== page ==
I just finished reading an article about yet another “wonder diet” that is killing it in the bestseller charts. The book is even outselling the Dukan Diet. Now, the fact that we need to use the Dukan Diet as a point of reference is a grave concern itself, it’s a sad reflection of how hugely popular that fad diet has also become over recent years.
It’s hard to know who to feel most frustrated about – the gullible people who fall victim to these scam diets, or the crooks who promote them. Personally, I don’t know how these charlatans who make a killing at the expense of others can even live with themselves. I’m sure they must at some level actually believe their own lies. But what about the victims? Are they also responsible, at least in part?
It’s not as if the science of nutrition isn’t well understood – it is. And it’s not as if the information on how to lose weight effectively and permanently isn’t available – it is. None of this is a black art, and none of it is a secret. There is absolutely no reason why anyone should fail to lose weight, provided they’re prepared to do what is required. But even so, the majority of people predictably steer towards the fad diets that time and time again lead them down the garden path.
Why? Well, there are two reasons.
Firstly, losing weight the right way (the way that works) is boring, and it’s not easy. The whole “watch your calories, eat lots of vegetables, avoid fried foods, avoid sugar, etc.” bit really doesn’t appeal. And secondly, a lot of people simply don’t know where to find the right information – health and fitness is a foreign world to them, so they inevitably turn to the information that finds them. And that information comes in the media, by marketing people who have something to sell and are looking to get rich – at their expense.
The information is always compelling, always believable, and it captures people’s imagination. That’s what makes these scam diets so hard to resist.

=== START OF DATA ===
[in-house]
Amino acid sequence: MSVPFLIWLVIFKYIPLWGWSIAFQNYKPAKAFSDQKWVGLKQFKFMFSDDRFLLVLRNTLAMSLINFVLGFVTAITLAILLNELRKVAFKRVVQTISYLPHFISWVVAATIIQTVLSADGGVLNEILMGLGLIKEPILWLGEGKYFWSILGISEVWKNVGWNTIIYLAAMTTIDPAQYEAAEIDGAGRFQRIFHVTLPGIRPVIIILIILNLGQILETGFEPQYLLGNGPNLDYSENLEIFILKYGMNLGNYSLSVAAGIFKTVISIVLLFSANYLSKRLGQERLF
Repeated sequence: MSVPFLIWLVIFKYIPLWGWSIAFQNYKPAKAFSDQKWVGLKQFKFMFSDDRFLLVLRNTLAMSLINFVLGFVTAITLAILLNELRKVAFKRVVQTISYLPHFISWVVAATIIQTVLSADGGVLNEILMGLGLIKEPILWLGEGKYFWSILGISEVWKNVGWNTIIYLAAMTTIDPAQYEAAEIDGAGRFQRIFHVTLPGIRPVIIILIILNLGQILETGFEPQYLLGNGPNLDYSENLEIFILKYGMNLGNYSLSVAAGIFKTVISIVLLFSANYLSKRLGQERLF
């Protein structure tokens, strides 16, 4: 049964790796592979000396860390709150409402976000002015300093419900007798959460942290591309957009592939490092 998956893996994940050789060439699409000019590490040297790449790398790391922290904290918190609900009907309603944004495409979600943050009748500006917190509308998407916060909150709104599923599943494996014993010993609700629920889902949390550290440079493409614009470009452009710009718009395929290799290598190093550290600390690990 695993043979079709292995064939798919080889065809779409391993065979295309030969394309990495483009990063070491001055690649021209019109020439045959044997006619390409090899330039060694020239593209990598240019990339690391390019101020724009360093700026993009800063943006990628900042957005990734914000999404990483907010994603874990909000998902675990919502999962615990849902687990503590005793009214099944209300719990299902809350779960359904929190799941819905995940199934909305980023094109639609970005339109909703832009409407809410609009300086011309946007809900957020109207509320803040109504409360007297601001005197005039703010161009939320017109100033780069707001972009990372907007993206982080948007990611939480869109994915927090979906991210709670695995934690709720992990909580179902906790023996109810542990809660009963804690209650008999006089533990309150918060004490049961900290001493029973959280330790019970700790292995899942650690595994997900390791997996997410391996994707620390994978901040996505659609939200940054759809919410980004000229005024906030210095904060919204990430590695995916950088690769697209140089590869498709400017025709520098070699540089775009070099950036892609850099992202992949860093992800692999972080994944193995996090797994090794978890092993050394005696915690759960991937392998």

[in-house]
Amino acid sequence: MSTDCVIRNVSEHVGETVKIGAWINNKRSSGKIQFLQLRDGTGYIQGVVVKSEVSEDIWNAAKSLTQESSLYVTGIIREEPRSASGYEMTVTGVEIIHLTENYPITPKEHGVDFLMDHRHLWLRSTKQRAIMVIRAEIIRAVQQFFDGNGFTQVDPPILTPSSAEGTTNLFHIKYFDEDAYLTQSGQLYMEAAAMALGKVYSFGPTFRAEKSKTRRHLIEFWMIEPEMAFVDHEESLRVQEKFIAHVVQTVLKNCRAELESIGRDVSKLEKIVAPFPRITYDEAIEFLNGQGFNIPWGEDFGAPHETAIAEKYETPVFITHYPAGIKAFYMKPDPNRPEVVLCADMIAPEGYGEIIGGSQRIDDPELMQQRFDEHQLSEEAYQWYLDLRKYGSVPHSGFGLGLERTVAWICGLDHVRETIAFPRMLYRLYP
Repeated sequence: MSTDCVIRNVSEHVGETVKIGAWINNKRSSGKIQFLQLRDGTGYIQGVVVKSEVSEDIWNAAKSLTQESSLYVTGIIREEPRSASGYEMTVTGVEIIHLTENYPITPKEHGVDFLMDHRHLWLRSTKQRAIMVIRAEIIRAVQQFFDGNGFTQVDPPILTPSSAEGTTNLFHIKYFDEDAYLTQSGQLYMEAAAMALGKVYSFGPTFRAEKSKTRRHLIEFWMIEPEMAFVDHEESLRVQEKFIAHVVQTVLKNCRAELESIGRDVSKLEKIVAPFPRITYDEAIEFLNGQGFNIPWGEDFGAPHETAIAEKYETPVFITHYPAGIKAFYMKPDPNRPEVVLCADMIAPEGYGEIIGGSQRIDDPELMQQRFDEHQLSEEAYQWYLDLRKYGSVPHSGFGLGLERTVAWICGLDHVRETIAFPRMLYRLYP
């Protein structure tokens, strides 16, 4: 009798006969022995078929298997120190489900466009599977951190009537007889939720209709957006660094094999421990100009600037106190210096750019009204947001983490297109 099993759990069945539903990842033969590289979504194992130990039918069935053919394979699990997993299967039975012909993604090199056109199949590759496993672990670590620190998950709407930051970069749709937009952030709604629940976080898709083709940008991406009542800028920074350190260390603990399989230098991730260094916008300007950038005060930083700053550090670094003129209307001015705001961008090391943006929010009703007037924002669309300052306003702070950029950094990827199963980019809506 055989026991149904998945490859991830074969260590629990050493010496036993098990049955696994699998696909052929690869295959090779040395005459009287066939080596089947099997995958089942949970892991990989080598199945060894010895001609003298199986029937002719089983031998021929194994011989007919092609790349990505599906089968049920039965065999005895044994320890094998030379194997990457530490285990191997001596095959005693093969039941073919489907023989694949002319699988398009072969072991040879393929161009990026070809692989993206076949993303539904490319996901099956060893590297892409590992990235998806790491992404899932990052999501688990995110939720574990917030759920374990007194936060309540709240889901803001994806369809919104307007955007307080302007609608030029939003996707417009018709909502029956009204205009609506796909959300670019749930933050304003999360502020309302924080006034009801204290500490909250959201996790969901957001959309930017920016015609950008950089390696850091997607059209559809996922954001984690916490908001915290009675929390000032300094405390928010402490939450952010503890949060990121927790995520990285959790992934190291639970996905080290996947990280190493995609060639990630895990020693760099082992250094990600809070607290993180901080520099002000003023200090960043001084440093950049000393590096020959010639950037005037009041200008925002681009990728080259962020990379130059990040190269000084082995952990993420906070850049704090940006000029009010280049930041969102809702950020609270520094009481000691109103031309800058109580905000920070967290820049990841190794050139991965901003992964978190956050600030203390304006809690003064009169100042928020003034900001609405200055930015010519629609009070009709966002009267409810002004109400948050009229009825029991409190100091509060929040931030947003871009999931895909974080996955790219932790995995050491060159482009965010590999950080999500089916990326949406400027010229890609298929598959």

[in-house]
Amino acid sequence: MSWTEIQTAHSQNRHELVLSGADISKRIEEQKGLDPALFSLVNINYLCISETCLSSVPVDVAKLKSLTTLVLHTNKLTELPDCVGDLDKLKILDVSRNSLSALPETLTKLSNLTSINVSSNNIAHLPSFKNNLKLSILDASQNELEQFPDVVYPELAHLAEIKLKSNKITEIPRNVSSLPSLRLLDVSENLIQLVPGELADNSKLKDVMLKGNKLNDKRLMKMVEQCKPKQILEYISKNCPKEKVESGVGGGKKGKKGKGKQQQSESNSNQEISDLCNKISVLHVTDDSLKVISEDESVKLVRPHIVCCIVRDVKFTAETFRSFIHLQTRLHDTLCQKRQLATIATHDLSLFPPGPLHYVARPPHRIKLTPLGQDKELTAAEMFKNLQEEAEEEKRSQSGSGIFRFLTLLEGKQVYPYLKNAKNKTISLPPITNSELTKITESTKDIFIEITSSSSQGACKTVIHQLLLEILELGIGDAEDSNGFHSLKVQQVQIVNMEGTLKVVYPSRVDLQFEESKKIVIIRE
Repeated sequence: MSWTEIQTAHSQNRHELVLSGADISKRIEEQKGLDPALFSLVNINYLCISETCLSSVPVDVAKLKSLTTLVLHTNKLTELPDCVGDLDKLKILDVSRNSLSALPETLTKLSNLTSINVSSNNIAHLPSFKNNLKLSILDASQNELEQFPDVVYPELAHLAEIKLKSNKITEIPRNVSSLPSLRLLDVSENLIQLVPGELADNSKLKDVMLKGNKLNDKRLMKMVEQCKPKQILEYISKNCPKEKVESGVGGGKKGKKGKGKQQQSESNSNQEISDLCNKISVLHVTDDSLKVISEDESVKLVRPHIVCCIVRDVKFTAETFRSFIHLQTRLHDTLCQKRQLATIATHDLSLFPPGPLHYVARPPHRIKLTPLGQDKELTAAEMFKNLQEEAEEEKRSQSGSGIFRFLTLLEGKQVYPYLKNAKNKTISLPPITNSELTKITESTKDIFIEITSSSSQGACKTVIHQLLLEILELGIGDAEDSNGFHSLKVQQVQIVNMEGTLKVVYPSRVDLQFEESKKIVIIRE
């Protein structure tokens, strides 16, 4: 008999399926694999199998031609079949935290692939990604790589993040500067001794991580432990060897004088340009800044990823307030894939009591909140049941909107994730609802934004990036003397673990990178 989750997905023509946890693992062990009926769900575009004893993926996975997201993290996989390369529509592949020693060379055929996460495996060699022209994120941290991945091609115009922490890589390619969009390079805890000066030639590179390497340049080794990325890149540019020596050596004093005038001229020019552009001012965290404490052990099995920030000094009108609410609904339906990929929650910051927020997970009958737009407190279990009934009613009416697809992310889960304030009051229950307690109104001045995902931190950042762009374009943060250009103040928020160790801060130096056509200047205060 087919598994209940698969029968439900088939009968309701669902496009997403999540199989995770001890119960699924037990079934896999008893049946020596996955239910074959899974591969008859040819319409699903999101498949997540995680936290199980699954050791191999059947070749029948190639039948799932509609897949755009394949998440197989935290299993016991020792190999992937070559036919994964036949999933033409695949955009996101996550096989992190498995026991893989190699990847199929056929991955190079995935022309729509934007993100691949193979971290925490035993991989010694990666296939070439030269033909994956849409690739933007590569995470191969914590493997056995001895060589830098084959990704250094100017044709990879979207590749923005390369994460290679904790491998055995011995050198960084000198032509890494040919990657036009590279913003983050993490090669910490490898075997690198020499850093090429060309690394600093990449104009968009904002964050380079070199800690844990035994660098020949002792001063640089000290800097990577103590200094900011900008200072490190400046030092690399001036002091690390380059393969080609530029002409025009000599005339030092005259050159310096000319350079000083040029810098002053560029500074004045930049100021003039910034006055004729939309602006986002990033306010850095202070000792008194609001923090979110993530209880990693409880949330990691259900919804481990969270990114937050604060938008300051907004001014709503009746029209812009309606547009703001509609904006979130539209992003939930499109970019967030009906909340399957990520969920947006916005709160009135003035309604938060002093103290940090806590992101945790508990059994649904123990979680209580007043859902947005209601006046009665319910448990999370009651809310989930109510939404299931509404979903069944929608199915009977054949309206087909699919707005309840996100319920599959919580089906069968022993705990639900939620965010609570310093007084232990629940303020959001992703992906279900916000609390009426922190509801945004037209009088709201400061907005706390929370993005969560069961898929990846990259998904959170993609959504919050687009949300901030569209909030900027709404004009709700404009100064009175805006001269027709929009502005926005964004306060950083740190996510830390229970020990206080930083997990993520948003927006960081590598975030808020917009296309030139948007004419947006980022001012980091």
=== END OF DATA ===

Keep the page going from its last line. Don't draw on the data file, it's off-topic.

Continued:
Take this new “wonder diet”, for example. It advocates, among other things, skipping breakfast. In our busy lifestyle, this isn’t something that would meet with much objection. In fact, many people probably do it from time to time and then beat themselves up over it because they know they shouldn’t. It’s a novel and interesting idea, it captures the imagination because it goes against conventional thinking. It leads people think, “what if?” . . . “maybe this is the secret”, and so on. It’s not hard to see how quirky little ideas like this, backed up with some reasonable-sounding double-talk by way of explanation, hook people in.
The downsides to skipping breakfast are very well researched, they’re very well tested – both scientifically and through people’s own experience, and very well documented. They are not under question. But good marketing doesn’t allow the truth to get in the way of a good pitch. The diet also advocates avoiding fruit and even broccoli – a food that would easily be in the top 5 list of any serious athlete.
I’m not going to post the name of this new “wonder diet” or a link to the article because quite frankly, I don’t want to give it any more publicity. It deserves none. If indications are correct, it has the potential to con thousands of unsuspecting people. Hopefully it won’t reach anywhere near the level of acceptance that the Dukan diet has, which, for all its popularity (the book sold over 100,000 copies in Australia alone), has a relapse rate of 75% after two years and 80% after four years. This is typical of fad diets, which often show early success but simply aren’t sustainable.
The sad fact is that scam diets will always continue to appear, there’s too much money to be made for them to stop. The best we can do is to recognize them for what they are, steer clear, and educate as many people as we can about what they really are. You’ll be doing them a huge favor!
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